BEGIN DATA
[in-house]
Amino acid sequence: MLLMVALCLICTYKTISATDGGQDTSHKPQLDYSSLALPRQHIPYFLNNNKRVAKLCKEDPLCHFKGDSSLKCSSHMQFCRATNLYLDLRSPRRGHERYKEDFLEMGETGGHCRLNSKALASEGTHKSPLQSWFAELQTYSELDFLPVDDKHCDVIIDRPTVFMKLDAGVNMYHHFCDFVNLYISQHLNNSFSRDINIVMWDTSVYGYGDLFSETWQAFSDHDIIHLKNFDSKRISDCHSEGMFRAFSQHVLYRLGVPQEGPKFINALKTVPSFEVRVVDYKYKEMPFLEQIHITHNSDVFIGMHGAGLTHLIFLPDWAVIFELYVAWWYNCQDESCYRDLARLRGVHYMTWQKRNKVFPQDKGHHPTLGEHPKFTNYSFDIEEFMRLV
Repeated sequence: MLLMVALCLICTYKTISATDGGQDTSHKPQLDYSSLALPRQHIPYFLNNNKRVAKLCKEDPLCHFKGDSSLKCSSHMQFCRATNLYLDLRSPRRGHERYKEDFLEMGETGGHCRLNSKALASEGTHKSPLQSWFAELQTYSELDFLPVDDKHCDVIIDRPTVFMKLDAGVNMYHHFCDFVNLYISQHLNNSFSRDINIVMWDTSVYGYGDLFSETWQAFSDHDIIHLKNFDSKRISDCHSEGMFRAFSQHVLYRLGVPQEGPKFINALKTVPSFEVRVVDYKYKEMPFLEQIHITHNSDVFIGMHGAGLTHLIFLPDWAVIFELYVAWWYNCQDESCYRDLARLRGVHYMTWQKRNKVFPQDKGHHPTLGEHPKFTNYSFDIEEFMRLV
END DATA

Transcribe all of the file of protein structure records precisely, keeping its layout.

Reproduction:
[in-house]
Amino acid sequence: MLLMVALCLICTYKTISATDGGQDTSHKPQLDYSSLALPRQHIPYFLNNNKRVAKLCKEDPLCHFKGDSSLKCSSHMQFCRATNLYLDLRSPRRGHERYKEDFLEMGETGGHCRLNSKALASEGTHKSPLQSWFAELQTYSELDFLPVDDKHCDVIIDRPTVFMKLDAGVNMYHHFCDFVNLYISQHLNNSFSRDINIVMWDTSVYGYGDLFSETWQAFSDHDIIHLKNFDSKRISDCHSEGMFRAFSQHVLYRLGVPQEGPKFINALKTVPSFEVRVVDYKYKEMPFLEQIHITHNSDVFIGMHGAGLTHLIFLPDWAVIFELYVAWWYNCQDESCYRDLARLRGVHYMTWQKRNKVFPQDKGHHPTLGEHPKFTNYSFDIEEFMRLV
Repeated sequence: MLLMVALCLICTYKTISATDGGQDTSHKPQLDYSSLALPRQHIPYFLNNNKRVAKLCKEDPLCHFKGDSSLKCSSHMQFCRATNLYLDLRSPRRGHERYKEDFLEMGETGGHCRLNSKALASEGTHKSPLQSWFAELQTYSELDFLPVDDKHCDVIIDRPTVFMKLDAGVNMYHHFCDFVNLYISQHLNNSFSRDINIVMWDTSVYGYGDLFSETWQAFSDHDIIHLKNFDSKRISDCHSEGMFRAFSQHVLYRLGVPQEGPKFINALKTVPSFEVRVVDYKYKEMPFLEQIHITHNSDVFIGMHGAGLTHLIFLPDWAVIFELYVAWWYNCQDESCYRDLARLRGVHYMTWQKRNKVFPQDKGHHPTLGEHPKFTNYSFDIEEFMRLV